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An improved in vitro blood-brain barrier model: Rat brain endothelial cells co-cultured with astrocytes

Research output: Chapter in Book/Report/Conference proceedingChapterpeer-review

Original languageEnglish
Title of host publicationAstrocytes
Subtitle of host publicationMethods and Protocols
EditorsRichard Milner
Pages415-430
Number of pages16
DOIs
Published2012

Publication series

NameMethods in Molecular Biology
Volume814
ISSN (Print)1064-3745

King's Authors

Abstract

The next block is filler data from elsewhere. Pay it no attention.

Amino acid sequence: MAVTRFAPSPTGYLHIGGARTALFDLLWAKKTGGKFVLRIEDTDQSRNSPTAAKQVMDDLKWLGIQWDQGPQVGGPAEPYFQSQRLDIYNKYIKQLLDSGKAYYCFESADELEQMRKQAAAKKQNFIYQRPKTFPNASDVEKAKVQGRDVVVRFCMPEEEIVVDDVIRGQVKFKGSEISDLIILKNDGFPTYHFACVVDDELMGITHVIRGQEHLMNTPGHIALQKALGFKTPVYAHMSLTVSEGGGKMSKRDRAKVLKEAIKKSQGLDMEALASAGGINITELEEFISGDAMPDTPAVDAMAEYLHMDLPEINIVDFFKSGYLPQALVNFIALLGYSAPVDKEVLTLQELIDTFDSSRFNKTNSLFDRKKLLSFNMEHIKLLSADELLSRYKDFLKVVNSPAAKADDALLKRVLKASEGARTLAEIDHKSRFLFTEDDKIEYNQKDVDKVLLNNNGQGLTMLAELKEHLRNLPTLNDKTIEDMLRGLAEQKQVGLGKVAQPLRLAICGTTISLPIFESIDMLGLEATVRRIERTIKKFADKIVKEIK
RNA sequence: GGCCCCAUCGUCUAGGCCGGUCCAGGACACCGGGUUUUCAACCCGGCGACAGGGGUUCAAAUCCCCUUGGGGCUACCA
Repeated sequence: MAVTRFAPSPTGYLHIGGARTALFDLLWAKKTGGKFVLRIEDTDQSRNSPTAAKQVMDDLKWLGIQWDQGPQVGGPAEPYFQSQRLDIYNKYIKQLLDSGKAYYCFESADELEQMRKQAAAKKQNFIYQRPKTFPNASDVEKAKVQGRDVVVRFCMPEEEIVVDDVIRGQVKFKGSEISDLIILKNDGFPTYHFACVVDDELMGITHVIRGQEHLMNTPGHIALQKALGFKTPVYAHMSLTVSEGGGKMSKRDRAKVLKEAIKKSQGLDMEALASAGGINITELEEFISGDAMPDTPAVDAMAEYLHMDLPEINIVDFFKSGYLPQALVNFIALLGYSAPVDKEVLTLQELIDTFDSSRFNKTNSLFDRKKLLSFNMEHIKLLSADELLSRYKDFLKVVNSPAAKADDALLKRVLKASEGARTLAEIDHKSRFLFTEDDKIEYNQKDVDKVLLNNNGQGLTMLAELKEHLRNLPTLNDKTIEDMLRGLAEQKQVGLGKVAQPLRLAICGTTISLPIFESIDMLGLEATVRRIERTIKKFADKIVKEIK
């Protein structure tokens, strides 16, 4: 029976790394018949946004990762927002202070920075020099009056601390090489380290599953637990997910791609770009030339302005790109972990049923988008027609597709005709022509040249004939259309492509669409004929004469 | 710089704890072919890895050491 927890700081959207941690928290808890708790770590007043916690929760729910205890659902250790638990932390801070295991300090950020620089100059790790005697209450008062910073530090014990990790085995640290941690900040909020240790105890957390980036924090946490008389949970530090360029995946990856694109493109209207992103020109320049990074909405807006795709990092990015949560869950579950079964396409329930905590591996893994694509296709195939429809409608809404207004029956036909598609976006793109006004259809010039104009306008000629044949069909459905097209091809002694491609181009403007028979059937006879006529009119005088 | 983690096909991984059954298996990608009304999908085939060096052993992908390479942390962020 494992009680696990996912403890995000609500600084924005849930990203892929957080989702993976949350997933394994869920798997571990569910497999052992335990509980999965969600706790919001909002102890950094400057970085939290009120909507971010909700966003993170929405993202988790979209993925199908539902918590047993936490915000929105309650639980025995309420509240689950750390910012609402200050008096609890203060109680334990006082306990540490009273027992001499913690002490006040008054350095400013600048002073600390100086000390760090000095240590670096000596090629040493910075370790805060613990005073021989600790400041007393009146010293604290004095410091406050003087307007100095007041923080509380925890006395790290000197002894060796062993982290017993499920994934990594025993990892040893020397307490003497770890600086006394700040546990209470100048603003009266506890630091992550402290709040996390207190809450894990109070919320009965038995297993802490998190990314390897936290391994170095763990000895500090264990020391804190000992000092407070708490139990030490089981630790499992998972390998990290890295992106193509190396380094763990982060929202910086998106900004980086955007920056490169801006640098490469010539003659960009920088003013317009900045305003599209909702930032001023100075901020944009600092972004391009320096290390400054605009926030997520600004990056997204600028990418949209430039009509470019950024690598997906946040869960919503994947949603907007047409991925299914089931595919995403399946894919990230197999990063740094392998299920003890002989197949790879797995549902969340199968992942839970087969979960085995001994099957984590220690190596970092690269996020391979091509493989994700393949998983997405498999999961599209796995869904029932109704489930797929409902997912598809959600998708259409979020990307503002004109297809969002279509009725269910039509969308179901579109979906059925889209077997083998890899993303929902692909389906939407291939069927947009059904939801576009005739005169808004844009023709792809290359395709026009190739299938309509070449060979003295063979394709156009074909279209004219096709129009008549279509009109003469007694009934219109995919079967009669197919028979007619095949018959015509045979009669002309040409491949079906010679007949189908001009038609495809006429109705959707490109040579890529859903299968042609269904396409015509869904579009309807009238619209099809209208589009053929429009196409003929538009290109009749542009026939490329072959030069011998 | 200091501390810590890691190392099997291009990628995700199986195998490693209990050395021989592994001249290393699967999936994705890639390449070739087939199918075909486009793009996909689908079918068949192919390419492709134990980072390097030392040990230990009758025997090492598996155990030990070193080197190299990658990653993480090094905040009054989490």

In vitro blood-brain barrier (BBB) models using primary cultured brain endothelial cells are important for establishing cellular and molecular mechanisms of BBB function. Co-culturing with BBB-associated cells especially astrocytes to mimic more closely the in vivo condition leads to upregulation of the BBB phenotype in the brain endothelial cells. Rat brain endothelial cells (RBECs) are a valuable tool allowing ready comparison with in vivo studies in rodents; however, it has been difficult to obtain pure brain endothelial cells, and few models achieve a transendothelial electrical resistance (TEER, measure of tight junction efficacy) of >200 Ω cm 2, i.e. the models are still relatively leaky. Here, we describe methods for preparing high purity RBECs and neonatal rat astrocytes, and a co-culture method that generates a robust, stable BBB model that can achieve TEER >600 Ω cm 2. The method is based on >20 years experience with RBEC culture, together with recent improvements to kill contaminating cells and encourage BBB differentiation. Astrocytes are isolated by mechanical dissection and cell straining and are frozen for later co-culture. RBECs are isolated from 3-month-old rat cortices. The brains are cleaned of meninges and white matter and enzymatically and mechanically dissociated. Thereafter, the tissue homogenate is centrifuged in bovine serum albumin to separate vessel fragments from other cells that stick to the myelin plug. The vessel fragments undergo a second enzyme digestion to separate pericytes from vessels and break down vessels into shorter segments, after which a Percoll gradient is used to separate capillaries from venules, arterioles, and single cells. To kill remaining contaminating cells such as pericytes, the capillary fragments are plated in puromycin-containing medium and RBECs grown to 50-60% confluence. They are then passaged onto filters for co-culture with astrocytes grown in the bottom of the wells. The whole procedure takes 2 weeks, using pre-frozen astrocytes, from isolation of RBECs to generation of high-resistance/low- permeability RBEC monolayers.

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